This changed little until the late 1970s, when the perception of prostitution shifted from being a public health problem to a social one. Women who sold sex were seen as victims of structural factors such as gender and class. Some countries came to define prostitution as a violence of men against women, and a mark of gender inequality.
This is where Skilbrei and Holmstrom note a divergence within the Nordic region, and discuss social work more specifically. The ideologies driving social work differ. Services divide between those who only offer help to women determined to exit prostitution (a zero-tolerance approach), and those who provide assistance unconditionally (a harm-reductive approach). Services in Norway and Finland are based on a harm-reduction model. In Sweden most agencies take a zero-tolerance approach. In Denmark, social work surrounding prostitution principally targets victims of trafficking.
The authors then raise issues encountered in social work in these countries. For example, the harm-reductive approach implies that prostitution, if conducted in certain conditions, is acceptable. Some have criticised providing separate welfare for prostitutes – what defines them as a group with common interests and needs? What’s more, Skilbrei and Holmstrom note that little research has been done about the effects of social services – are they providing what is actually needed? When exercising a zero-tolerance policy, making help conditional on exit puts the impetus on those selling sex to change. Skilbrei and Holmstrom find this paradoxical sitting alongside laws which aim to redistribute blame on buyers.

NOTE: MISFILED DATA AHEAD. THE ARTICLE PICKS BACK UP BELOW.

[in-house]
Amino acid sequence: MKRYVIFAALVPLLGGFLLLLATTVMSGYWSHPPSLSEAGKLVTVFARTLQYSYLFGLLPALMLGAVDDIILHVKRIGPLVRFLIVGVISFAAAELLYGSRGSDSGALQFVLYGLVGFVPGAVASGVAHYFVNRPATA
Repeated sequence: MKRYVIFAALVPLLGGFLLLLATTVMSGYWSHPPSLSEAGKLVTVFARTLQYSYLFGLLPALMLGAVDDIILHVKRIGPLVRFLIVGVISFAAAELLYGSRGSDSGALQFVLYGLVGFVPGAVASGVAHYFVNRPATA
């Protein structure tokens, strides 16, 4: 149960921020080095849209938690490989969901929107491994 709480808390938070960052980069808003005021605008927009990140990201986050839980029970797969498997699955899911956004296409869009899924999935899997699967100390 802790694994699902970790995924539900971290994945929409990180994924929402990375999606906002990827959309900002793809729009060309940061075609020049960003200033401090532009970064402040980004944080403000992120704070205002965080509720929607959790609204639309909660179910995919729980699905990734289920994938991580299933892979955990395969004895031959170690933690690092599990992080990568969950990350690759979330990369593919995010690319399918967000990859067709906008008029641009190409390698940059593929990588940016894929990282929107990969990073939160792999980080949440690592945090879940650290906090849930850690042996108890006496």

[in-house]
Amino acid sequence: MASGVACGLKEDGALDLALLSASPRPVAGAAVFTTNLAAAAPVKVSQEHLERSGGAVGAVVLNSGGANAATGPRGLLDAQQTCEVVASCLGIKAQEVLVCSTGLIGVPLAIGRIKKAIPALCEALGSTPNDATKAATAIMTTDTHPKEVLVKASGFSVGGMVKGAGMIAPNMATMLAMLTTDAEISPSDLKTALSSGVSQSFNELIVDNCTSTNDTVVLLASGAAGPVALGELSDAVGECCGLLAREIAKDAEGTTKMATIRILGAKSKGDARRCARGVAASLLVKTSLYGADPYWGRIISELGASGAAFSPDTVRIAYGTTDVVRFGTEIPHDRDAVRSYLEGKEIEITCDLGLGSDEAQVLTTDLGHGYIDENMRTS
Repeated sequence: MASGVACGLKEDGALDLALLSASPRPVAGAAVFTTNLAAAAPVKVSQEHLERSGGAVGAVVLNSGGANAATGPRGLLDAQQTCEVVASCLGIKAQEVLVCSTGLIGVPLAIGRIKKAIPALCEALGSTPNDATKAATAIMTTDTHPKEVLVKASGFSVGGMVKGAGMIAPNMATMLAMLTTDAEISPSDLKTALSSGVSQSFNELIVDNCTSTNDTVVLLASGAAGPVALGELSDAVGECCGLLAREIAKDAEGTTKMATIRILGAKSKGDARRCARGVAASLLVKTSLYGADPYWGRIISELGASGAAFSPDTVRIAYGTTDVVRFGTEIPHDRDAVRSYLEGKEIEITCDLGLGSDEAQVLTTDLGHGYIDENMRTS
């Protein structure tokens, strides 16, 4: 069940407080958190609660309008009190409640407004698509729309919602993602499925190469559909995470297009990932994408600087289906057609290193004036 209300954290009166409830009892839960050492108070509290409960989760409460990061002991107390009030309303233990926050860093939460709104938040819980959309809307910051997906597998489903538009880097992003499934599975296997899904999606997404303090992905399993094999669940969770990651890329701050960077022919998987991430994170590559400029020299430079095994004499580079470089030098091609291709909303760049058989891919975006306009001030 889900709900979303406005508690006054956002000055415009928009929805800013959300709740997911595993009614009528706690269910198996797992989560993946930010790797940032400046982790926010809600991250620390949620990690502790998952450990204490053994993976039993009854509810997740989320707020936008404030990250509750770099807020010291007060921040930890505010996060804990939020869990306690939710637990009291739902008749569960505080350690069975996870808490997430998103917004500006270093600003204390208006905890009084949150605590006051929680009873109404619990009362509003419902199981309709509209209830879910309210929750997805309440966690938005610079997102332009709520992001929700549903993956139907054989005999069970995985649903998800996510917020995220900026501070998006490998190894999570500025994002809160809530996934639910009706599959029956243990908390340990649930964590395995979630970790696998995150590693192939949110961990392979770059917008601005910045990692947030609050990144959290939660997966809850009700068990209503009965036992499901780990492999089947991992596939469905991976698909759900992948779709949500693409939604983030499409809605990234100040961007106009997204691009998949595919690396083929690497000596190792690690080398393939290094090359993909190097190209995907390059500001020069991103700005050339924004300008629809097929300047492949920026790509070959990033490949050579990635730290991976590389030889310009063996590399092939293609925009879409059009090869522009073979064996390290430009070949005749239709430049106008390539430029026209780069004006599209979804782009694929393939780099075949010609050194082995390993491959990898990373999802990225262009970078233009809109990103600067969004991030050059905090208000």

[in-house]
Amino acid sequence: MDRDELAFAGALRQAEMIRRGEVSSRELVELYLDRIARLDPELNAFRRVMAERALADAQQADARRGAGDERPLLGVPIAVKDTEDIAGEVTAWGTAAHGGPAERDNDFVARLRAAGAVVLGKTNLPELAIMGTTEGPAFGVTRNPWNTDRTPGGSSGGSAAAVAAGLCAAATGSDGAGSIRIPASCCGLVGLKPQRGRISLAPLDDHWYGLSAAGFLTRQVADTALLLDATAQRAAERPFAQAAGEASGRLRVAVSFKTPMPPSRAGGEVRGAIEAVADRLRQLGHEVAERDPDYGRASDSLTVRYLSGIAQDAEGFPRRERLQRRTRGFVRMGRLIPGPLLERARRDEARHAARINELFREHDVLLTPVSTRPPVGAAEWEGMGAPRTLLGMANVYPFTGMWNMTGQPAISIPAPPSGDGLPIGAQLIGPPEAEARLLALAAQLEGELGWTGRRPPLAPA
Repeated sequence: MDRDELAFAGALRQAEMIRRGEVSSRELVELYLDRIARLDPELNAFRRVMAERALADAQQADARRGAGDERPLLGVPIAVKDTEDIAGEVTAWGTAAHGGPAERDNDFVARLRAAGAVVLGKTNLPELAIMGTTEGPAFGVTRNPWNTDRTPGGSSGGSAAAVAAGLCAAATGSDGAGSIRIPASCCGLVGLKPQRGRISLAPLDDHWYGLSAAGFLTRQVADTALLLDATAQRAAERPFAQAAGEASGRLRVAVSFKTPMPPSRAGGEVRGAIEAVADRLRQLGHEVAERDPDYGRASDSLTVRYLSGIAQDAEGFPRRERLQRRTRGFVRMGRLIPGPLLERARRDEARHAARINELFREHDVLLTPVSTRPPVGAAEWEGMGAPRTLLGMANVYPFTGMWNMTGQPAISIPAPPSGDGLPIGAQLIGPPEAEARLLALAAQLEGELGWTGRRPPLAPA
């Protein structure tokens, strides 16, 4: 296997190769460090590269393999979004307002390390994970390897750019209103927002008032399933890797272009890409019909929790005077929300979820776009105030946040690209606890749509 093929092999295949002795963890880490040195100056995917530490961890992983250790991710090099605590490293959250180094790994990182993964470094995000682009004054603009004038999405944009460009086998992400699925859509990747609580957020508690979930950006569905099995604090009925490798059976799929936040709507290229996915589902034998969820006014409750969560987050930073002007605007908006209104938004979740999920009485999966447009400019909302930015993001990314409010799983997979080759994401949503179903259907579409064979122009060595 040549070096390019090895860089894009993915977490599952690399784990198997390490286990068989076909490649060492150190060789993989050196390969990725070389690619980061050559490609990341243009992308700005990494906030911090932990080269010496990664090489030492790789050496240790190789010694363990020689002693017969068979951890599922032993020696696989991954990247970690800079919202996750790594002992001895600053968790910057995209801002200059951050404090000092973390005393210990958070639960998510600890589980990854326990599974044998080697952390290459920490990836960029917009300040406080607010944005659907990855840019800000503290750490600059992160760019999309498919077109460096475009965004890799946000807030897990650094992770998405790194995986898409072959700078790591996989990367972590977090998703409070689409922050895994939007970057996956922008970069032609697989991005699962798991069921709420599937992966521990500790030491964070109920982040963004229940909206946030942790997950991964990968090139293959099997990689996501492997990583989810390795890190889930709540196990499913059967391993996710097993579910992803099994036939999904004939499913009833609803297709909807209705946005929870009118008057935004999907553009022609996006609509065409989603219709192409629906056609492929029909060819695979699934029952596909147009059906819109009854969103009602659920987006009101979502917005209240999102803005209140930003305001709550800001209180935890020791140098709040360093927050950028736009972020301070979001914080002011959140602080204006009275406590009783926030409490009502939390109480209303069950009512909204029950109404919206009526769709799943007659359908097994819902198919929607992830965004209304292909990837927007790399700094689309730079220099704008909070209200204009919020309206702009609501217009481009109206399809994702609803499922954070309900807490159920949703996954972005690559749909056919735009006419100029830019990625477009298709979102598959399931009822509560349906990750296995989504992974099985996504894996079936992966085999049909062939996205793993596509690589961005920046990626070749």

Arguments in this chapter are persuasive and well researched. Skilbrei and Holmstrom’s consider not only the social services offered, but their implied message – which is how individuals in real life experience them.
In Chapter 6, “Regulating Prostitution Through Criminal Justice Policies”, the authors note an increased legal intervention in prostitution. They chart how the criminalisation of the purchase of sex was passed in each of the countries in their study. The most striking example is Sweden, where the law was passed in 1999. Prostitution is defined as an expression of gender inequality, and a form of violence against women. The country took a strong normative stance, one of the aims of the law being to change societal norms. Sweden also took to promoting the measure abroad, putting together something the Economist has termed ‘a roadshow’. These efforts are seen as key to being a society where ‘full gender equality is the norm’. Norway and Iceland followed in its footsteps.
Finland is another interesting case. The country chose to implement partial criminalisation, making it a crime to purchase sex from someone who is a victim of trafficking or procuring. Full criminalisation has been debated since, with the argument of promoting gender equality, and noting the difficulty of enforcing partial criminalisation. Meanwhile, after a debate, Denmark chose not to criminalise the purchase of sex, concluding from studies that it would not affect prostitution in a positive way, but rather, lead to increased stigmatisation.